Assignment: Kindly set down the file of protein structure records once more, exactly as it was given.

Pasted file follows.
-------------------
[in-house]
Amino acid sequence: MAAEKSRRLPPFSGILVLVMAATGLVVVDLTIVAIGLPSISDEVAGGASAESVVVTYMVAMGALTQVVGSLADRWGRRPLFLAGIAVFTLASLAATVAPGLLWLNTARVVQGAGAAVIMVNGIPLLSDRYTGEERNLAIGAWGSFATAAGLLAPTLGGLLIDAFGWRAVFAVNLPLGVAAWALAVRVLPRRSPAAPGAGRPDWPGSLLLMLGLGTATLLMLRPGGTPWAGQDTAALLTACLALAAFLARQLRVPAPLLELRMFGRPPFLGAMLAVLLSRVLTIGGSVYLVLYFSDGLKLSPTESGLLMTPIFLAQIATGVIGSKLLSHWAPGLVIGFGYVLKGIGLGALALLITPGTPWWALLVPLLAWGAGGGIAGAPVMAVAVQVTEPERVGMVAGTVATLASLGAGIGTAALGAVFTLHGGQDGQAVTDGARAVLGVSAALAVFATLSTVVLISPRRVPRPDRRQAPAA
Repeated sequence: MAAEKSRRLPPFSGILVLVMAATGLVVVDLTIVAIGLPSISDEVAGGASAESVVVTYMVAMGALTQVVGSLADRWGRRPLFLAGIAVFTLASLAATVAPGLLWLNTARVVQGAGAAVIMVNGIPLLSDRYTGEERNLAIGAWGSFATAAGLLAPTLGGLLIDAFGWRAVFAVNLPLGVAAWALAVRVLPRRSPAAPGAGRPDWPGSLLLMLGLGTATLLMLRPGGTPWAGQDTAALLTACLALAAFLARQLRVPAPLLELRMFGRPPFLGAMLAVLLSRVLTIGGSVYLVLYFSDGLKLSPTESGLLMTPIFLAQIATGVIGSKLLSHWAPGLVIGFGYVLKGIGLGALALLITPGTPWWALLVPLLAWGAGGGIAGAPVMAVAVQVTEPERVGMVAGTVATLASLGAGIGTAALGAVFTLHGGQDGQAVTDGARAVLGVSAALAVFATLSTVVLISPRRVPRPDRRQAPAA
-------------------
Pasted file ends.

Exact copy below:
[in-house]
Amino acid sequence: MAAEKSRRLPPFSGILVLVMAATGLVVVDLTIVAIGLPSISDEVAGGASAESVVVTYMVAMGALTQVVGSLADRWGRRPLFLAGIAVFTLASLAATVAPGLLWLNTARVVQGAGAAVIMVNGIPLLSDRYTGEERNLAIGAWGSFATAAGLLAPTLGGLLIDAFGWRAVFAVNLPLGVAAWALAVRVLPRRSPAAPGAGRPDWPGSLLLMLGLGTATLLMLRPGGTPWAGQDTAALLTACLALAAFLARQLRVPAPLLELRMFGRPPFLGAMLAVLLSRVLTIGGSVYLVLYFSDGLKLSPTESGLLMTPIFLAQIATGVIGSKLLSHWAPGLVIGFGYVLKGIGLGALALLITPGTPWWALLVPLLAWGAGGGIAGAPVMAVAVQVTEPERVGMVAGTVATLASLGAGIGTAALGAVFTLHGGQDGQAVTDGARAVLGVSAALAVFATLSTVVLISPRRVPRPDRRQAPAA
Repeated sequence: MAAEKSRRLPPFSGILVLVMAATGLVVVDLTIVAIGLPSISDEVAGGASAESVVVTYMVAMGALTQVVGSLADRWGRRPLFLAGIAVFTLASLAATVAPGLLWLNTARVVQGAGAAVIMVNGIPLLSDRYTGEERNLAIGAWGSFATAAGLLAPTLGGLLIDAFGWRAVFAVNLPLGVAAWALAVRVLPRRSPAAPGAGRPDWPGSLLLMLGLGTATLLMLRPGGTPWAGQDTAALLTACLALAAFLARQLRVPAPLLELRMFGRPPFLGAMLAVLLSRVLTIGGSVYLVLYFSDGLKLSPTESGLLMTPIFLAQIATGVIGSKLLSHWAPGLVIGFGYVLKGIGLGALALLITPGTPWWALLVPLLAWGAGGGIAGAPVMAVAVQVTEPERVGMVAGTVATLASLGAGIGTAALGAVFTLHGGQDGQAVTDGARAVLGVSAALAVFATLSTVVLISPRRVPRPDRRQAPAA